The Smart Grid: What Comes Next?


"Utilities' two directions: upstream and downstream from smart meters."

Now that U.S. utilities have used federal stimulus funds to seamlessly build out two-way advanced-metering infrastructure (AMI) connecting utility control centers and end users—not entirely, but let's assume that the "stall-ulus" becomes a true stimulus soon—the question becomes, what's next? At the moment, this new "comm layer" or "platform" has utilities planning in two directions: upstream and downstream from the smart meters. First, they are examining whether and how to leverage these new communication networks to support distribution automation (DA) and grid optimization—some have argued that it's the embedding of sensors and IT onto the distribution grid that is, in fact, the true sense of what's meant by 'smart grid.' Second, utilities are asking—and in many cases, piloting to discover—how best to involve the customer in energy efficiency and demand response programs via home-area networks (HAN) and / or consumer web portals.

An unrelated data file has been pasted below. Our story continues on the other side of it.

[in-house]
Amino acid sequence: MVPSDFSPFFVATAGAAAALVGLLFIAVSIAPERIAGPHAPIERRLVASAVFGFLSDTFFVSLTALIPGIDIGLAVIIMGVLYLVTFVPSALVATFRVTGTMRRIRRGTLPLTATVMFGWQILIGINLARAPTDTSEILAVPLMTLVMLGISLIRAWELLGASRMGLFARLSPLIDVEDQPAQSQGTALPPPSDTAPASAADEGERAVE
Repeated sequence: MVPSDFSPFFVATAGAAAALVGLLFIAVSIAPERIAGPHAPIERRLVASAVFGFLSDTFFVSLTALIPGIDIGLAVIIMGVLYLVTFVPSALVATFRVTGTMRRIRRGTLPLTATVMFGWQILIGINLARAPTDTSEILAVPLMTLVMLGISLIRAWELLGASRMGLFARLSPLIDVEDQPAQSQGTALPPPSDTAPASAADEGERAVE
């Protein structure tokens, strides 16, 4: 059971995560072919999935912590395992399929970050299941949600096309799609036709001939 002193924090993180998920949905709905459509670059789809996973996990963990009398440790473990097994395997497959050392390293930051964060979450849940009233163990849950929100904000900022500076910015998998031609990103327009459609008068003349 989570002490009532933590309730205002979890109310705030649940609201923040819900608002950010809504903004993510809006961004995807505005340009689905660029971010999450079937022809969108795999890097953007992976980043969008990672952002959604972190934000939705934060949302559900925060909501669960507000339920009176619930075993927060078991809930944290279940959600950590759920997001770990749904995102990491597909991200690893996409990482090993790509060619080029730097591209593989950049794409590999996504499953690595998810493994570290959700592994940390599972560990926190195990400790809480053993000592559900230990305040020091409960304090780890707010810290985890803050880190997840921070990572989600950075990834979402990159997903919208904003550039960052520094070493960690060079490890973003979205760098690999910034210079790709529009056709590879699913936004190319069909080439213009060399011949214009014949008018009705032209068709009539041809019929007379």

U.S. utilities two-way advanced metering infrastructure (AMI) connect utility control centers and end

A recent GTM Research report asked more than 50 leading utilities what the primary purpose of their end-to-end communications network is. Though 77% answered "advanced metering," the real promise of AMI is enabling new applications, which was reflected in 63% answering "demand response/HAN enablement." The third-ranked answer, at 60%, was DA and grid optimization. These results suggest that both demand response/HAN enablement (i.e., making consumers smarter) and DA/grid optimization (making the actual grid smarter) can be considered the second wave of the smart grid.

Though DA and HANs are in no way mutually exclusive, I would argue that HANs (which could include the integration of electric vehicles) are going to generate the bulk of the smart grid's long-term value, whereas DA represents a rather large basket of low-hanging fruit for virtually all distribution companies.

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